U.S. military strikes against Iran to try to stop their nuclear program could lead to a stepped-up effort to weaponize whatever material they could salvage, according to a new report by British think tank Oxford Research Group (27-page pdf).
There is a real possibility that Iran has constructed secret facilities in the anticipation of a military strike. It is also conceivable that Iran has built false targets, installations that appear to hold nuclear facilities but in fact act as decoys. With inadequate intelligence, it is unlikely that it would be possible to identify and subsequently destroy the number of targets needed to set back Iran's nuclear programme for a significant period. Furthermore, with the probable survival of key scientific personnel, it would only be a matter of time before Iran could rebuild its nuclear programme. The question is, how much time?
If Iran's nuclear facilities were severely damaged during an attack, it is possible that Iran could embark on a crash programme to make one nuclear weapon. In the aftermath of an attack, it is likely that popular support for an Iranian nuclear weapon capability would increase; bolstering the position of hardliners and strengthening arguments that Iran must possess a nuclear deterrent. Furthermore, Iran has threatened to withdraw from the NPT and, should it do so post-attack, would build a clandestine programme free of international inspection and control.
In the aftermath of an attack, following a political decision to change the nature of the nuclear programme to construct a bomb as quickly as possible, Iran could:1 Used stored, fresh nuclear fuel to produce HEU in a small centrifuge facility to fabricate a weapon.
2 Chemically remove plutonium from irradiated reactor fuel elements - from the Bushehr or Arak reactors, if either were operational - and use it to fabricate a nuclear weapon.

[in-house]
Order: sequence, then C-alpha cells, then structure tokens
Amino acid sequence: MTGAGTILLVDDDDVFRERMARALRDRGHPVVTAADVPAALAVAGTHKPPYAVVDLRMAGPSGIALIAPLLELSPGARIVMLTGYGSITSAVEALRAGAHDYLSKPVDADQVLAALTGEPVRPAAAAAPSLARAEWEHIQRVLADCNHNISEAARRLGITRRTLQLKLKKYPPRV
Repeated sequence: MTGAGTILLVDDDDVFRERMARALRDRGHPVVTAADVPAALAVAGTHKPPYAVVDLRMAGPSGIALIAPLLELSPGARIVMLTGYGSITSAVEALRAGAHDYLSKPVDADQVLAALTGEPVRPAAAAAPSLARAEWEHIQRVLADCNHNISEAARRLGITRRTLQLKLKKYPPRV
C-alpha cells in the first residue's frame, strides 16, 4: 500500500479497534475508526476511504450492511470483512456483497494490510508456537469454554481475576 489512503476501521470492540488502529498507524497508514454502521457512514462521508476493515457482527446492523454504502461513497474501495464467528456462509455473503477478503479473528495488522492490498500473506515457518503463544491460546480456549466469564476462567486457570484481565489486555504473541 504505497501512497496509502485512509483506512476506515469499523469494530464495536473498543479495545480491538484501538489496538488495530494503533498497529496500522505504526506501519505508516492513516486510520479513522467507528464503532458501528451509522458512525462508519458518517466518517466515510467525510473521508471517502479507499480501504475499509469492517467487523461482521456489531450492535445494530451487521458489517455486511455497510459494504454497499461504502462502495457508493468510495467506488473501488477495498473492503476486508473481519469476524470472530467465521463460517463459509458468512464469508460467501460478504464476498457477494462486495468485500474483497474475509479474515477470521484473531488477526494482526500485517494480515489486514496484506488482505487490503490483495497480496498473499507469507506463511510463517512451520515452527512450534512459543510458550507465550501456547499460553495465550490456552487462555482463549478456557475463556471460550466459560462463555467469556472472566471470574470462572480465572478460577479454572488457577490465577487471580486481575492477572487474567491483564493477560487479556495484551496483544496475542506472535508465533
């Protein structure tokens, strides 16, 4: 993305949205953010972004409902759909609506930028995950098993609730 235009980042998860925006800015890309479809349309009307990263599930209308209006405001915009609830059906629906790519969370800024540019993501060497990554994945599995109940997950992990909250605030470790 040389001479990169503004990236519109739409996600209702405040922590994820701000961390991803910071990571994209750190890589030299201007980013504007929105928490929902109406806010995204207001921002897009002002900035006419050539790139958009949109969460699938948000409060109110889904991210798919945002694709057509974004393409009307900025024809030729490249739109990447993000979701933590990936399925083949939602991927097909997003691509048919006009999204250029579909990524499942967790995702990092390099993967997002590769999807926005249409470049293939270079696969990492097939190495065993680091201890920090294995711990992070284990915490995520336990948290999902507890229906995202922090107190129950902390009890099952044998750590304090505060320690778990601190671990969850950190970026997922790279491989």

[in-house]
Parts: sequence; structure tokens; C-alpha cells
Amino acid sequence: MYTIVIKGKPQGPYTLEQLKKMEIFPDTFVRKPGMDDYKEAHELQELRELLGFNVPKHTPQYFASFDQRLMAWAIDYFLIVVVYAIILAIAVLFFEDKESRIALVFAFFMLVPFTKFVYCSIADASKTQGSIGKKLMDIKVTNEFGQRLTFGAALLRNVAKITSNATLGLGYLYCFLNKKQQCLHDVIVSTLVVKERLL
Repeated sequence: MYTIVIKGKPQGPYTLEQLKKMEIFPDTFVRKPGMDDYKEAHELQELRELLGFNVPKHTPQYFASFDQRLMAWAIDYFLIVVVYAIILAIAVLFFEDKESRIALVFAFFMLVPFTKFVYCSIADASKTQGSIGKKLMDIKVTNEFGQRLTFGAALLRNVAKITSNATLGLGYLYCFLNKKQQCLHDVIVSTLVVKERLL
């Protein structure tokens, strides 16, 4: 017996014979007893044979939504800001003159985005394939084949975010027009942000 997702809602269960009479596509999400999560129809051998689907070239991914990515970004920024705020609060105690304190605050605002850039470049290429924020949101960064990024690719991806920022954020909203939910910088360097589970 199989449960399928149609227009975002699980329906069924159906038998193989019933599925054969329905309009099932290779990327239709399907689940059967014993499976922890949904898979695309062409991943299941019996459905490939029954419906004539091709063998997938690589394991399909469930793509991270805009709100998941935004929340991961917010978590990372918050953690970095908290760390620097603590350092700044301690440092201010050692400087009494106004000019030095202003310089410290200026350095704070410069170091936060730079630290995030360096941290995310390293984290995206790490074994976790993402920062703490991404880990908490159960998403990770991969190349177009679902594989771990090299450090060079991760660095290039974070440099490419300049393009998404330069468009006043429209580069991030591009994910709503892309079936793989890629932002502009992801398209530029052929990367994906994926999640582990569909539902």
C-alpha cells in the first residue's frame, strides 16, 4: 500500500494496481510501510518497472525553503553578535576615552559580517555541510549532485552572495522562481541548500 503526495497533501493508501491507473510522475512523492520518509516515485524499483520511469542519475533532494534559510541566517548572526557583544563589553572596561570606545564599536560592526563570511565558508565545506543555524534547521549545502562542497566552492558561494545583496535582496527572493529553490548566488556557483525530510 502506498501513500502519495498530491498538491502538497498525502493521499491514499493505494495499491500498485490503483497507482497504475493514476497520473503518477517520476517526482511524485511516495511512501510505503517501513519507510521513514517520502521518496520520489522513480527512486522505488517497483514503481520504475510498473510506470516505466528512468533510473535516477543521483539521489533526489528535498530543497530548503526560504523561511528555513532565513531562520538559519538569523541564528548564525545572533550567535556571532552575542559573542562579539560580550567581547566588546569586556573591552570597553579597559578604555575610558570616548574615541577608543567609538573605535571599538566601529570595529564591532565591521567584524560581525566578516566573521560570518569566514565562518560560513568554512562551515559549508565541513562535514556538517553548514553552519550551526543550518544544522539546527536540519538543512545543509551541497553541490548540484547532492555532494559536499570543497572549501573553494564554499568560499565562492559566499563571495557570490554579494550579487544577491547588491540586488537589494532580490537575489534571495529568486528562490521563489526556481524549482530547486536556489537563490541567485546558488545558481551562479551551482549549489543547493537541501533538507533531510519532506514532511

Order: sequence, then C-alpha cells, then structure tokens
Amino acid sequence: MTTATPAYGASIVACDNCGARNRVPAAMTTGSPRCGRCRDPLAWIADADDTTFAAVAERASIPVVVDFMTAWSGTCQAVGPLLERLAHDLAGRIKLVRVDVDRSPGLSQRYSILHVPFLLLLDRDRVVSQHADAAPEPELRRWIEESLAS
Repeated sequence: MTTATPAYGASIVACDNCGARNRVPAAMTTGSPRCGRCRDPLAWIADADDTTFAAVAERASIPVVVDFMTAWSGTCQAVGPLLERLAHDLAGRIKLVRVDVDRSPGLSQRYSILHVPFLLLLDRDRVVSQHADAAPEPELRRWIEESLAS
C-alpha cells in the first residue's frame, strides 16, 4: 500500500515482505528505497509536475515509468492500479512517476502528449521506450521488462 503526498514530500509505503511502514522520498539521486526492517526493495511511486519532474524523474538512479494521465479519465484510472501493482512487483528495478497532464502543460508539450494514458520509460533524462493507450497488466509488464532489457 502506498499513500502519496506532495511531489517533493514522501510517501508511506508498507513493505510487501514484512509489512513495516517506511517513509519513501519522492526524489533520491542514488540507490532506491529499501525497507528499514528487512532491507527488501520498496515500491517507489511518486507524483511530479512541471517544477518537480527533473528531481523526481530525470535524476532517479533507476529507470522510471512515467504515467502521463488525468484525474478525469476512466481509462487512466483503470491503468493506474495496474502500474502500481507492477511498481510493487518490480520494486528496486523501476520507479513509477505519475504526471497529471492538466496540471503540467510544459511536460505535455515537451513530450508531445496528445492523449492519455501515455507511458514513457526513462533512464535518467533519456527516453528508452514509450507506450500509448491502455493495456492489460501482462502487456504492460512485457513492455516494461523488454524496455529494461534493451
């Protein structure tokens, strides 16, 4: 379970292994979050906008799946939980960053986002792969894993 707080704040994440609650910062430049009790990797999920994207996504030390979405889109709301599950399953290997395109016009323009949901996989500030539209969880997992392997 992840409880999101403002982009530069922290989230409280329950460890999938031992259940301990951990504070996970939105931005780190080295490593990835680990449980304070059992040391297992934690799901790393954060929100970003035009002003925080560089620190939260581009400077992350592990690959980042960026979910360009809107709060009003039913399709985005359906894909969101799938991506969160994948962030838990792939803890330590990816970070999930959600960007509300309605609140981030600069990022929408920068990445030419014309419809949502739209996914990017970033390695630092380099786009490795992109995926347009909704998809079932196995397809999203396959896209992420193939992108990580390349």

3 Assemble new centrifuges and produce highly enriched uranium (HEU). Some centrifuges might survive a military attack, but it is conceivable that Iran has stored additional centrifuges in secure locations.
This process would be hastened if Iran had a secret supply of uranium hexafluoride or if it had constructed a small primitive reactor, fuelled with natural uranium, to produce plutonium for nuclear weapons. It is also possible that, post-attack, Iran could purchase additional needed materials from sympathetic states or on the black-market.
In the aftermath of a military strike, if Iran devoted maximum effort and resources to building one nuclear bomb, it could achieve this in a relatively short amount of time: some months rather than years. The argument that military strikes would buy time is flawed. It does not take into account the time already available to pursue diplomacy; it inflates the likelihood of military success and underplays the possibility of hardened Iranian determination leading to a crash nuclear programme. Post military attacks, it is possible that Iran would be able to build a nuclear weapon and would then wield one in an environment of incalculably greater hostility.
It is a mistake to believe that Iran can be deterred from attaining a nuclear weapons capability by bombing its facilities, and presumably continuing to do so should Iran then reconstitute its programme.